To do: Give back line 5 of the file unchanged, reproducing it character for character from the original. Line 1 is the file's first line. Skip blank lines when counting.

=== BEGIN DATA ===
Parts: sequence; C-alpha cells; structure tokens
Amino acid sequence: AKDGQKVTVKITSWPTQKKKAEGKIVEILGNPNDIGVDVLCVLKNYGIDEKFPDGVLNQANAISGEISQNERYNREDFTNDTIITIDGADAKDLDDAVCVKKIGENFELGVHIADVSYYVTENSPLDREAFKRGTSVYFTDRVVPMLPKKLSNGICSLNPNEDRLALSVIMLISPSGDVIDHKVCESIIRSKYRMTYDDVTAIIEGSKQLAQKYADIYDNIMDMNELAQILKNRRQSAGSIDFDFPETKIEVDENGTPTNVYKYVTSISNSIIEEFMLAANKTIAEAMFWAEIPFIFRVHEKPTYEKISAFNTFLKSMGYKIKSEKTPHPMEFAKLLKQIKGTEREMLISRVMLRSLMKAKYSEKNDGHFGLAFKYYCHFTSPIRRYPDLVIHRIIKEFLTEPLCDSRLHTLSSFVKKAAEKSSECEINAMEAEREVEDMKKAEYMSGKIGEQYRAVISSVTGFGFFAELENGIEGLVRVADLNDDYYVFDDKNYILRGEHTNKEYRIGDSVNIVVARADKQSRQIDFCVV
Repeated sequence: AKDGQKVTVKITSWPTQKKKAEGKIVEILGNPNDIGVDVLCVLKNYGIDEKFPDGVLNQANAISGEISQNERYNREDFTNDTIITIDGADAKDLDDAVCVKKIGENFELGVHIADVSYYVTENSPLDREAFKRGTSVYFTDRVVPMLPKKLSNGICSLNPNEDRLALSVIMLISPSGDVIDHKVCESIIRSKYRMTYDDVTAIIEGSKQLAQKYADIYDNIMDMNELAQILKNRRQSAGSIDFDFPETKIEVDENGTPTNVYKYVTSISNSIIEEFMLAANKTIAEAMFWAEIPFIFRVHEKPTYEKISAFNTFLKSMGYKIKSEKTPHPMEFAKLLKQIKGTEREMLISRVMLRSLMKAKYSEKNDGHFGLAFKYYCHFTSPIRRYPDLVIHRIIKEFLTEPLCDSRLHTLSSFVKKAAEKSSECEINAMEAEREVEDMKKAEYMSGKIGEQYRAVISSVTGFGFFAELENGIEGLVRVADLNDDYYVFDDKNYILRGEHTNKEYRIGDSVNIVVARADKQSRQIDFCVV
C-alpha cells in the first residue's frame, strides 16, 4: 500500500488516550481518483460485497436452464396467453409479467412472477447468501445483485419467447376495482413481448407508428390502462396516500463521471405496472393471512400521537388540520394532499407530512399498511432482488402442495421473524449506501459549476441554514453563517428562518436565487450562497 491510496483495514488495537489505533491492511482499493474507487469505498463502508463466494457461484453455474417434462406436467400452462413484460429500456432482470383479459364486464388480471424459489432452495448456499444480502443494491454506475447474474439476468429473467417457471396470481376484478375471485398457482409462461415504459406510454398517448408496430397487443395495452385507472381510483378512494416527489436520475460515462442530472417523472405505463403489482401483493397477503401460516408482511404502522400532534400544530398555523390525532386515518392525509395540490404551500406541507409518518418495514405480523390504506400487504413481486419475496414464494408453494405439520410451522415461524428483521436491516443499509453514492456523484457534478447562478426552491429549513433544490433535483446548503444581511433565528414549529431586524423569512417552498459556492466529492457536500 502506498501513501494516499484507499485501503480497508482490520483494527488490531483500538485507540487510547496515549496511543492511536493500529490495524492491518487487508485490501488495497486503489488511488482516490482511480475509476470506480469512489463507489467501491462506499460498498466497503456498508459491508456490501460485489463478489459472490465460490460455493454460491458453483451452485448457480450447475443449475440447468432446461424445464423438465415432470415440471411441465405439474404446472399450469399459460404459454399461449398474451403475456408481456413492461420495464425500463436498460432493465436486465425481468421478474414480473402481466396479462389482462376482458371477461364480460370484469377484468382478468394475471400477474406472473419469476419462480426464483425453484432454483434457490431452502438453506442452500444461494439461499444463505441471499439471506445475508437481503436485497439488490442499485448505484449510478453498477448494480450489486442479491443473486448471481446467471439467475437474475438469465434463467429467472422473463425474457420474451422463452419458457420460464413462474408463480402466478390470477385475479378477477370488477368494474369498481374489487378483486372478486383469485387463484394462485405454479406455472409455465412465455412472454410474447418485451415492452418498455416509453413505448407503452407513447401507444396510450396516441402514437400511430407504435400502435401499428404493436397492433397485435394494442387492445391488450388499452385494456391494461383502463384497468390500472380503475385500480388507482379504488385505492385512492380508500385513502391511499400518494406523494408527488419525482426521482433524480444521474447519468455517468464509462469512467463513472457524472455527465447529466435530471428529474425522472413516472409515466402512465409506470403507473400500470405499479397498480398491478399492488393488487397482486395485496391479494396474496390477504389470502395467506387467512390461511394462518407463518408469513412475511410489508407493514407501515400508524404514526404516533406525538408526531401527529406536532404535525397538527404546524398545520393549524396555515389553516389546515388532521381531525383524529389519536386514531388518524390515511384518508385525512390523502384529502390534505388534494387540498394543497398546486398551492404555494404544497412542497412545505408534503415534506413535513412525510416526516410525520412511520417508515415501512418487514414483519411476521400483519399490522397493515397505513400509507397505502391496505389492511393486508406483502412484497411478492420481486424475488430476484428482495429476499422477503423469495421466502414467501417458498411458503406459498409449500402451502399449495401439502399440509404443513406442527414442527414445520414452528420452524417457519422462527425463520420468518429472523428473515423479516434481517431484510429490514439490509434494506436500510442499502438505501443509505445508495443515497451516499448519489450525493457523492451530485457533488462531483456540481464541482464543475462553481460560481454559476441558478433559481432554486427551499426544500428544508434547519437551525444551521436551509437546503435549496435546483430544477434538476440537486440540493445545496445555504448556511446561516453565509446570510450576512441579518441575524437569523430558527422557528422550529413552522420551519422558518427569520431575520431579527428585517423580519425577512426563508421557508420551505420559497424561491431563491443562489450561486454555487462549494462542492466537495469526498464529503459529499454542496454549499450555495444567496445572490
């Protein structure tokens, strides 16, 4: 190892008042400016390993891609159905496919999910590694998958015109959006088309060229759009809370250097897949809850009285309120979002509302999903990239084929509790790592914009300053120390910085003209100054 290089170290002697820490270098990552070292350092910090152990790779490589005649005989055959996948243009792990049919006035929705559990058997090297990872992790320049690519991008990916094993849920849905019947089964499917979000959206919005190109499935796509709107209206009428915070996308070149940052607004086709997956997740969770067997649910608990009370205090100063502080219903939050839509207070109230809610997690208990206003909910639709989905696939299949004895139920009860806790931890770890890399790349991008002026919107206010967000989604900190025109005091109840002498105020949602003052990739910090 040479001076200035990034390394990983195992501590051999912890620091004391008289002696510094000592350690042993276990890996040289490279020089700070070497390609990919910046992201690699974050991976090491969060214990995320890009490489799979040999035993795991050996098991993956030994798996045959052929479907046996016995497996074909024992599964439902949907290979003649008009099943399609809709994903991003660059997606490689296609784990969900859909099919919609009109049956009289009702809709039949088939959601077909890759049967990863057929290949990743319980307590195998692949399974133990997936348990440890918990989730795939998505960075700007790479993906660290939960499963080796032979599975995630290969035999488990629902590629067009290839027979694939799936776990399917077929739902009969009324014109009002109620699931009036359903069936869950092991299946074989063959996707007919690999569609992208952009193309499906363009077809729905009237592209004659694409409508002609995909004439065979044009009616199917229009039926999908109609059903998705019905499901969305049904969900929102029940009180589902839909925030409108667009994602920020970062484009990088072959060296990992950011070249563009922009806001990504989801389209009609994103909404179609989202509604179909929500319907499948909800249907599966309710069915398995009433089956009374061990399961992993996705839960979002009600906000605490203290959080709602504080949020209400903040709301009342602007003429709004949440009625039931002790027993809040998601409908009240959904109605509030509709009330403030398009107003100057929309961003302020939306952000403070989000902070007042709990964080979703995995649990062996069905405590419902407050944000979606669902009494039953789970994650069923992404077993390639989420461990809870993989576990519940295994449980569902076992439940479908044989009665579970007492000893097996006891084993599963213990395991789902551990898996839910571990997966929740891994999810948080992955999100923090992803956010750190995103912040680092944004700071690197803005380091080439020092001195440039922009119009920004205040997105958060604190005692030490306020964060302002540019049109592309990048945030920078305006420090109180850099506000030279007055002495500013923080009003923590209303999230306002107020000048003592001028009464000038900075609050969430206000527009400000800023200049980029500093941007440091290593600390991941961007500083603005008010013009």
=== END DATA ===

């Protein structure tokens, strides 16, 4: 190892008042400016390993891609159905496919999910590694998958015109959006088309060229759009809370250097897949809850009285309120979002509302999903990239084929509790790592914009300053120390910085003209100054 290089170290002697820490270098990552070292350092910090152990790779490589005649005989055959996948243009792990049919006035929705559990058997090297990872992790320049690519991008990916094993849920849905019947089964499917979000959206919005190109499935796509709107209206009428915070996308070149940052607004086709997956997740969770067997649910608990009370205090100063502080219903939050839509207070109230809610997690208990206003909910639709989905696939299949004895139920009860806790931890770890890399790349991008002026919107206010967000989604900190025109005091109840002498105020949602003052990739910090 040479001076200035990034390394990983195992501590051999912890620091004391008289002696510094000592350690042993276990890996040289490279020089700070070497390609990919910046992201690699974050991976090491969060214990995320890009490489799979040999035993795991050996098991993956030994798996045959052929479907046996016995497996074909024992599964439902949907290979003649008009099943399609809709994903991003660059997606490689296609784990969900859909099919919609009109049956009289009702809709039949088939959601077909890759049967990863057929290949990743319980307590195998692949399974133990997936348990440890918990989730795939998505960075700007790479993906660290939960499963080796032979599975995630290969035999488990629902590629067009290839027979694939799936776990399917077929739902009969009324014109009002109620699931009036359903069936869950092991299946074989063959996707007919690999569609992208952009193309499906363009077809729905009237592209004659694409409508002609995909004439065979044009009616199917229009039926999908109609059903998705019905499901969305049904969900929102029940009180589902839909925030409108667009994602920020970062484009990088072959060296990992950011070249563009922009806001990504989801389209009609994103909404179609989202509604179909929500319907499948909800249907599966309710069915398995009433089956009374061990399961992993996705839960979002009600906000605490203290959080709602504080949020209400903040709301009342602007003429709004949440009625039931002790027993809040998601409908009240959904109605509030509709009330403030398009107003100057929309961003302020939306952000403070989000902070007042709990964080979703995995649990062996069905405590419902407050944000979606669902009494039953789970994650069923992404077993390639989420461990809870993989576990519940295994449980569902076992439940479908044989009665579970007492000893097996006891084993599963213990395991789902551990898996839910571990997966929740891994999810948080992955999100923090992803956010750190995103912040680092944004700071690197803005380091080439020092001195440039922009119009920004205040997105958060604190005692030490306020964060302002540019049109592309990048945030920078305006420090109180850099506000030279007055002495500013923080009003923590209303999230306002107020000048003592001028009464000038900075609050969430206000527009400000800023200049980029500093941007440091290593600390991941961007500083603005008010013009």